Also known as “The Paris of Italy” Turin is one of the most fascinating cities of its country. A place of cultural greatness, where the last Royal Family of Italy resided before becoming a Republic and that still holds the title of ex-capital city. These are 15 things that will prove that you are a true Turin citizen.
1. You have visited the Mole Antonelliana at least once in your life
Built in the late 19th century, the Mole Antonelliana represents the main landmark of Turin. Inside it houses the National Cinema Museum as well as an observation deck to view the city from the top. Incredibly popular with the tourists, but also with the residents for its uniqueness.
2. You know where Piazza Carlina is even though Piazza Carlina doesn’t exist
Situated in the historical center of the city is Piazza Carlo Emanuele II, but it’s very likely that even the residents don’t know that this is its official name. It has been called Piazza Carlina since the 17th century by the citizens of Turin because it was the nickname given to Prince Carlo Emanuele II of the Savoia family because of his effeminate ways.
3. The last day of school you went to the fountains of Piazza Castello
One of the biggest traditions for Turin’s middle school and high school students is the annual jump in the fountains of Piazza Castello on the first day of summer holidays. Students will leave their classrooms as the ring of the final bell and run to the fountains to be the first ones there. In 2018 thousands of students kept the tradition going.
4. You have eaten a typical Italian gelato at the Caffè Fiorio
You cannot call yourself a Turin citizen if you have never tried the original Caffè Fiorio gelato. If you didn’t know gelato is like ice-cream just a hundred times better, as it is creamier and tastier. As it opened its doors in 1780, Caffè Fiorio soon became the place to be, a reference point in Turin’s social life. Today it still holds that feel of old-style Italian coffee house while selling one of the best gelatos in the city.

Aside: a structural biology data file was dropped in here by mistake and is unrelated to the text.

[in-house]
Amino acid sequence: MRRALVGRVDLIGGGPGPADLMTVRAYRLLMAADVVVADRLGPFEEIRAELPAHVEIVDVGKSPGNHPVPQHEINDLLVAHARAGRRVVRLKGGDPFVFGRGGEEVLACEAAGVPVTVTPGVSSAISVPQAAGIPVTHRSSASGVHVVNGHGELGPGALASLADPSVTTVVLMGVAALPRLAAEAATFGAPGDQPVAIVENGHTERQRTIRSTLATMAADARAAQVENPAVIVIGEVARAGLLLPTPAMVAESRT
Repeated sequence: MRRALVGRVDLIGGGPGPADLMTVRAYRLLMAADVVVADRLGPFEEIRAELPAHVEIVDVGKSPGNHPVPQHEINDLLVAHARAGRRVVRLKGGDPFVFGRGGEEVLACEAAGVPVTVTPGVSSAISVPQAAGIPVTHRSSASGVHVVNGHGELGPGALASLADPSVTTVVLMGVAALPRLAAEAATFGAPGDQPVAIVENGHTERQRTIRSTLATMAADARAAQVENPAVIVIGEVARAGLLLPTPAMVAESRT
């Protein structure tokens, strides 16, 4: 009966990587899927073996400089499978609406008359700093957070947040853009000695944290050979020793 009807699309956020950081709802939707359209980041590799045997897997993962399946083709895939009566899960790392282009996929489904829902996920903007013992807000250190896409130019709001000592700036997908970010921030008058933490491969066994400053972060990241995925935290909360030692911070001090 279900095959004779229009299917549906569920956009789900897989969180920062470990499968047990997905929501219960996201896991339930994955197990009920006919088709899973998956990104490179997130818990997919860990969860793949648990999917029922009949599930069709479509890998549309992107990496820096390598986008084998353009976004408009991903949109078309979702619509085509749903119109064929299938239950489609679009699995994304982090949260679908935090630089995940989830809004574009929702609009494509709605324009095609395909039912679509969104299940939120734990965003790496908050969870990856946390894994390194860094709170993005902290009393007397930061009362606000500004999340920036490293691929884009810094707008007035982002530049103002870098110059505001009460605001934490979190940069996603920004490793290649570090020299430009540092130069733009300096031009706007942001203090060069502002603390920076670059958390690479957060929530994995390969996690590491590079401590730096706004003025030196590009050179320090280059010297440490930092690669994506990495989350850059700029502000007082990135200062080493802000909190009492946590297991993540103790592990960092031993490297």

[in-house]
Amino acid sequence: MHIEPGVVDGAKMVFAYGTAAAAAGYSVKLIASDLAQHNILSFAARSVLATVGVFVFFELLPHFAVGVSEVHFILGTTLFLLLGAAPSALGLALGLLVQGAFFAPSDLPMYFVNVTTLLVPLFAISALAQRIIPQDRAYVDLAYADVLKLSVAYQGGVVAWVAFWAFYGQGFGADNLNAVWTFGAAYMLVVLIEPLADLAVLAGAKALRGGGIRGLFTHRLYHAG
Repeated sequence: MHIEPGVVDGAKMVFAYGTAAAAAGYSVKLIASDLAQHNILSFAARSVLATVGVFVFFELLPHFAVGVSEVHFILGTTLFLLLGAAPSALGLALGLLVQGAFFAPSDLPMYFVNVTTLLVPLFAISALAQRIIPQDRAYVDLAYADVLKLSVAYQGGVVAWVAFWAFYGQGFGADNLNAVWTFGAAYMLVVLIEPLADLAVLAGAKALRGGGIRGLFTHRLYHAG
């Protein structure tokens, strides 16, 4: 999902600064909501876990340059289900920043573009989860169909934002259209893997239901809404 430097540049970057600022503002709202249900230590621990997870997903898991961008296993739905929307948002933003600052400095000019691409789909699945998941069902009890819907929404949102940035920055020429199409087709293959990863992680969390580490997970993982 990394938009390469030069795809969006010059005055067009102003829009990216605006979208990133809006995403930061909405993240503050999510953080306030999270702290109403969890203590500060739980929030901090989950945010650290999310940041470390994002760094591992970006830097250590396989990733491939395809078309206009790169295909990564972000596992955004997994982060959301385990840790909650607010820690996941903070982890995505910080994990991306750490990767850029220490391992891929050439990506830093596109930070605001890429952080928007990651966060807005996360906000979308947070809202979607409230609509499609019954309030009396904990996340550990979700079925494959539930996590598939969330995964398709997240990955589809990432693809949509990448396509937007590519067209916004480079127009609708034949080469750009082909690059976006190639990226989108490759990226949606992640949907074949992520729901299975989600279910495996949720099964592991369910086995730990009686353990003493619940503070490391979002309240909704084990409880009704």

5. You have visited the Egyptian Museum at least once in your life
If you are from Turin, as a kid you will have definitely visited the Egyptian Museum with your class, sometimes even more than once. The Egyptian Museum in Turin is the second biggest museum of Egyptian artifacts in the world after El Cairo. There are around 6500 exhibits on display, including statues, sarcophagi, funeral objects, mummies, papyrus, amulets and jewelry. It’s an amazing place to learn more about the history and secrets of this antique civilization.
6. The second Sunday of every month you are at the Grand Balon
One of Turin’s best-kept secrets is the Grand Balon, one of the biggest antiques open-air markets in Europe. This is a pop-up market that only appears on the second Sunday of every month. With its 250 stalls and 50 shops, it’s a wonderful place to find antique furniture and bits and pieces for the home, but also vinyl records, old cameras and more.
7. You have had an aperitif in Piazza Vittorio on a nice summer day
Piazza Vittorio is the biggest square in all of Europe. Filled with restaurants and bars it’s the perfect place to have an aperitif on a nice summer evening. You get to sit outside, enjoy your drink and have enough food to skip dinner for as little as €10. People from Turin spend most of their summer nights here as it is the place to be and enjoy your time with friends.